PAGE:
Anesthesia for routine operations (common ENT/ORL procedures, simple fractures, wound repairs, laparoscopic appendectomy) in otherwise stable and healthy children can be performed in smaller district hospitals by specialist pediatric anesthesiologists or anesthesiologists with an expertise in pediatric anesthesia.
Optimal timing of elective operative procedures is crucial.
Careful considerations should be given to balance the high risk of anesthesia in newborns and infants regarding peri-operative complications and death 5,6 versus the impact of delaying elective procedures/diagnostics on the future well-being of the child.
A delay in elective or scheduled surgery may result in emergency procedures which do carry a higher peri-operative risk.
Safe anesthesia is provided by avoiding the known peri-operative factors that compromise patient’s well-being and outcome.7,8
- Ensure the 10 N for quality of pediatric anesthesia
- Avoid survival medicine for economic reasons
- Establish continuous education, training and supervision
- Supplement general anesthesia with regional anesthesia whenever possible. Regional anesthesia avoids morbidity associated with high doses of anesthetic agents and intra-/postoperative opioids
- Prevent the (mis)use of regional anesthesia as a substitute for skilled general anesthesia and expert airway management
- The concept that neonates have no explicit memory is erroneous.9
Expertise in all pediatric anesthetic techniques is required to provide optimal care for all children in all situations.10
Learn more about …
- causes of neuromorbidity
- how research is currently focused and how it could better help children
- the quality gap between ‘state of the art’ and clinical practice
- the “Big Five W” – What specialist care is about
- 10-N quality – A simple matrix for reviewing your care
- how to meet the concerns of parents
- Safetot’s story and mission
- our network and members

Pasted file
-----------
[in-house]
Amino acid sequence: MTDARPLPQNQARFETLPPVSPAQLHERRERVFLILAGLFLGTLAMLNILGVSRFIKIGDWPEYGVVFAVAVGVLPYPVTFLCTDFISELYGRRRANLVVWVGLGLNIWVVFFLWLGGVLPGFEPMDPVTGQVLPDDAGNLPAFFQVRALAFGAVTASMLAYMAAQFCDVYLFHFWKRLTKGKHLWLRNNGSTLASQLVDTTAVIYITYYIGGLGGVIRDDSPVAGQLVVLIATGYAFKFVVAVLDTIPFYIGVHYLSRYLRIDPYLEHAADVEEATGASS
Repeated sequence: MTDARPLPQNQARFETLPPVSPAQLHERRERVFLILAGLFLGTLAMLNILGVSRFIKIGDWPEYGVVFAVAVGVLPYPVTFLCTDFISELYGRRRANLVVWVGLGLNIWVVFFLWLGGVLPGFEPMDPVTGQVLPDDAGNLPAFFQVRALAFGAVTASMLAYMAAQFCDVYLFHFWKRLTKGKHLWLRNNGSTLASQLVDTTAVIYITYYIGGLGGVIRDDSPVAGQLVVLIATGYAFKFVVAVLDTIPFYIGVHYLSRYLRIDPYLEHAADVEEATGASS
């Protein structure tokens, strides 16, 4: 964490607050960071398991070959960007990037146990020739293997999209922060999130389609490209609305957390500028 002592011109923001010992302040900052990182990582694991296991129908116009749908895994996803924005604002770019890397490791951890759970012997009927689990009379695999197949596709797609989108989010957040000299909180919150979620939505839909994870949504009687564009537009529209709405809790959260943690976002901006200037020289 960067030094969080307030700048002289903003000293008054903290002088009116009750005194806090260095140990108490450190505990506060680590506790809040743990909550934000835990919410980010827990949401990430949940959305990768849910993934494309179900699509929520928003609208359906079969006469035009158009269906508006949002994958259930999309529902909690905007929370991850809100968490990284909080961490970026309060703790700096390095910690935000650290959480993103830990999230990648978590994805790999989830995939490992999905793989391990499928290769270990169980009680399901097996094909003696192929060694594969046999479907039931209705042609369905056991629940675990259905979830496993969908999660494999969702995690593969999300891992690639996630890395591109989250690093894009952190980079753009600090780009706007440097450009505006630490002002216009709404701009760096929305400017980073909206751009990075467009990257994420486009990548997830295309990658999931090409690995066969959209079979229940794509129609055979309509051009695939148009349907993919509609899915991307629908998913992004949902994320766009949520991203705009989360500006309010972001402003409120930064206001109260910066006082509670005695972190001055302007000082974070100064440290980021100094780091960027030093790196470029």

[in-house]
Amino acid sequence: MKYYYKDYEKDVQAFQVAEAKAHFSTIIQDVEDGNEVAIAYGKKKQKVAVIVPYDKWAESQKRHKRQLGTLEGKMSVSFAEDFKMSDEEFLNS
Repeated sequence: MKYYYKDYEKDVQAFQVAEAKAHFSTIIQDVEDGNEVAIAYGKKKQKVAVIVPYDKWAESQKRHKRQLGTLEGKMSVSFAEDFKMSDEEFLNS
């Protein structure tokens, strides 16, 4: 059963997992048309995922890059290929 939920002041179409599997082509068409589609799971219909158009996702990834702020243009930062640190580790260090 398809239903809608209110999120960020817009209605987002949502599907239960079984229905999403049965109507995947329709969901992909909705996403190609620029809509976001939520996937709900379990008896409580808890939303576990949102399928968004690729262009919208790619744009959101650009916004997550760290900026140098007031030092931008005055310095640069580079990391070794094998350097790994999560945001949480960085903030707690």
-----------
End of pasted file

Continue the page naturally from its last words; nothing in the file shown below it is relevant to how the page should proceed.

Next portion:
- the FAQ for practitioners
- the FAQ for parents
- our Publications
- Safetot’s sponsors
- Safetot’s supporting organisations
1. Morray JP, Geiduschek JM, Caplan RA, Posner KL, Gild WM, Cheney FW. A comparison of pediatric and adult anesthesia closed malpractice claims. Anesthesiology. 1993; 78: 461-7.
2. Auroy Y, Ecoffey C, Messiah A, Rouvier B. Relationship between complications of pediatric anesthesia and volume of pediatric anesthetics. Anesth Analg. 1997; 84: 234-5.
3. Lunn JN. Implications of the National Confidential Enquiry into Perioperative Deaths for pediatric anesthesia. Paediatr Anaesth. 1992; 2: 69–72.
4. Harrison TE, Engelhardt T, MacFarlane F, Flick RP. Regionalization of pediatric anesthesia care: has the time come? Paediatr Anaesth. 2014; 24: 897-8.
5. Whitlock EL, Feiner JR, Chen LL. Anesthesiology. 2015; 123: 1312-21.
6. Nunnally ME, O’Connor MF, Kordylewski H, Westlake B, Dutton RP. Anesth Analg. 2015; 120: 364-70.
7. Anesthetist rather than anesthetics are the threat to baby brains. Weiss M, Bissonette B, Engelhardt T, Soriano S. Paediatr Anaesth 2013;23:881-2.
8. Weiss M, Hansen TG, Engelhardt T. Ensuring safe anaesthesia for neonates, infants and young children: what really matters. Arch Dis Child.2016; 101: 650-2.
9. Ho AM. Comment on ‘Anesthetists rather than anesthetics are the threat to baby brains’ Weiss M, Bissonnette B, Engelhardt T, Soriano S. Paediatr Anaesth. 2014; 24: 224.
10. Weiss M, Engelhardt T, Bissonnette B, Soriano S. Response of Dr. Ho’s comments. Paediatr Anaesth. 2014; 24: 224-5